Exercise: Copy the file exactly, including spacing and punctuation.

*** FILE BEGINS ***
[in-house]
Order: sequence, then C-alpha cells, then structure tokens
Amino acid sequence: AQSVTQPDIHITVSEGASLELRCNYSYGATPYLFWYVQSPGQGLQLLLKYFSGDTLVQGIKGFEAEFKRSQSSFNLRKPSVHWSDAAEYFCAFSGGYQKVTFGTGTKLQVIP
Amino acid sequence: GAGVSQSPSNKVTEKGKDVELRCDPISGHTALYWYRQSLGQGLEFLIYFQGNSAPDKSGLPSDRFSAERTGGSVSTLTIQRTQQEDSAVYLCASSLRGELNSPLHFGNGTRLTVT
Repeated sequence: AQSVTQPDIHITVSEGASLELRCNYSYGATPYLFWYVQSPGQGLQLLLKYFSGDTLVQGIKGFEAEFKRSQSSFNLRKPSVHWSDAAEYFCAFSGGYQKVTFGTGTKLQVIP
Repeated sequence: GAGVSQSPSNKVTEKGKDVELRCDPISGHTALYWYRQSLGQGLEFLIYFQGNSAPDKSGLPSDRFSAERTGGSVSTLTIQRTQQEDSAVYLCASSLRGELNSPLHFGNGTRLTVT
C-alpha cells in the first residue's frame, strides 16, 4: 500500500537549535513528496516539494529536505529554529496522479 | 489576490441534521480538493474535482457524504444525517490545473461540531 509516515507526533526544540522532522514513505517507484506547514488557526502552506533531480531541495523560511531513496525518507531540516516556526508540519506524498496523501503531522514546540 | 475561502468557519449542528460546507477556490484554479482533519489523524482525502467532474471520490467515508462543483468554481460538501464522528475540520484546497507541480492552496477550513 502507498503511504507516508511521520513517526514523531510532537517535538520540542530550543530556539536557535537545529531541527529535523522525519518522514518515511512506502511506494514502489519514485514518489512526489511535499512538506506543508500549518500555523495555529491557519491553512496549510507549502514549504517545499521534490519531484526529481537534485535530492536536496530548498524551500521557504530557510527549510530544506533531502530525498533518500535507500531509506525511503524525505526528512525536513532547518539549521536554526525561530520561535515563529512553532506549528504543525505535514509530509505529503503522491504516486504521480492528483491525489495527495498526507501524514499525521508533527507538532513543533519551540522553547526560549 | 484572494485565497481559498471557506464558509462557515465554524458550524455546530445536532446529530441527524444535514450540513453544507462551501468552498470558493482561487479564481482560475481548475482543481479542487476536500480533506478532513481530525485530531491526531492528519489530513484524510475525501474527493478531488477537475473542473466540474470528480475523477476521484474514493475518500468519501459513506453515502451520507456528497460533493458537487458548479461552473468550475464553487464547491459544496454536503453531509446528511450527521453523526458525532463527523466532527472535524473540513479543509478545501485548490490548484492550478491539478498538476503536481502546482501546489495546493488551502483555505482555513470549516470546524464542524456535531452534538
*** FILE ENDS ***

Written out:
[in-house]
Order: sequence, then C-alpha cells, then structure tokens
Amino acid sequence: AQSVTQPDIHITVSEGASLELRCNYSYGATPYLFWYVQSPGQGLQLLLKYFSGDTLVQGIKGFEAEFKRSQSSFNLRKPSVHWSDAAEYFCAFSGGYQKVTFGTGTKLQVIP
Amino acid sequence: GAGVSQSPSNKVTEKGKDVELRCDPISGHTALYWYRQSLGQGLEFLIYFQGNSAPDKSGLPSDRFSAERTGGSVSTLTIQRTQQEDSAVYLCASSLRGELNSPLHFGNGTRLTVT
Repeated sequence: AQSVTQPDIHITVSEGASLELRCNYSYGATPYLFWYVQSPGQGLQLLLKYFSGDTLVQGIKGFEAEFKRSQSSFNLRKPSVHWSDAAEYFCAFSGGYQKVTFGTGTKLQVIP
Repeated sequence: GAGVSQSPSNKVTEKGKDVELRCDPISGHTALYWYRQSLGQGLEFLIYFQGNSAPDKSGLPSDRFSAERTGGSVSTLTIQRTQQEDSAVYLCASSLRGELNSPLHFGNGTRLTVT
C-alpha cells in the first residue's frame, strides 16, 4: 500500500537549535513528496516539494529536505529554529496522479 | 489576490441534521480538493474535482457524504444525517490545473461540531 509516515507526533526544540522532522514513505517507484506547514488557526502552506533531480531541495523560511531513496525518507531540516516556526508540519506524498496523501503531522514546540 | 475561502468557519449542528460546507477556490484554479482533519489523524482525502467532474471520490467515508462543483468554481460538501464522528475540520484546497507541480492552496477550513 502507498503511504507516508511521520513517526514523531510532537517535538520540542530550543530556539536557535537545529531541527529535523522525519518522514518515511512506502511506494514502489519514485514518489512526489511535499512538506506543508500549518500555523495555529491557519491553512496549510507549502514549504517545499521534490519531484526529481537534485535530492536536496530548498524551500521557504530557510527549510530544506533531502530525498533518500535507500531509506525511503524525505526528512525536513532547518539549521536554526525561530520561535515563529512553532506549528504543525505535514509530509505529503503522491504516486504521480492528483491525489495527495498526507501524514499525521508533527507538532513543533519551540522553547526560549 | 484572494485565497481559498471557506464558509462557515465554524458550524455546530445536532446529530441527524444535514450540513453544507462551501468552498470558493482561487479564481482560475481548475482543481479542487476536500480533506478532513481530525485530531491526531492528519489530513484524510475525501474527493478531488477537475473542473466540474470528480475523477476521484474514493475518500468519501459513506453515502451520507456528497460533493458537487458548479461552473468550475464553487464547491459544496454536503453531509446528511450527521453523526458525532463527523466532527472535524473540513479543509478545501485548490490548484492550478491539478498538476503536481502546482501546489495546493488551502483555505482555513470549516470546524464542524456535531452534538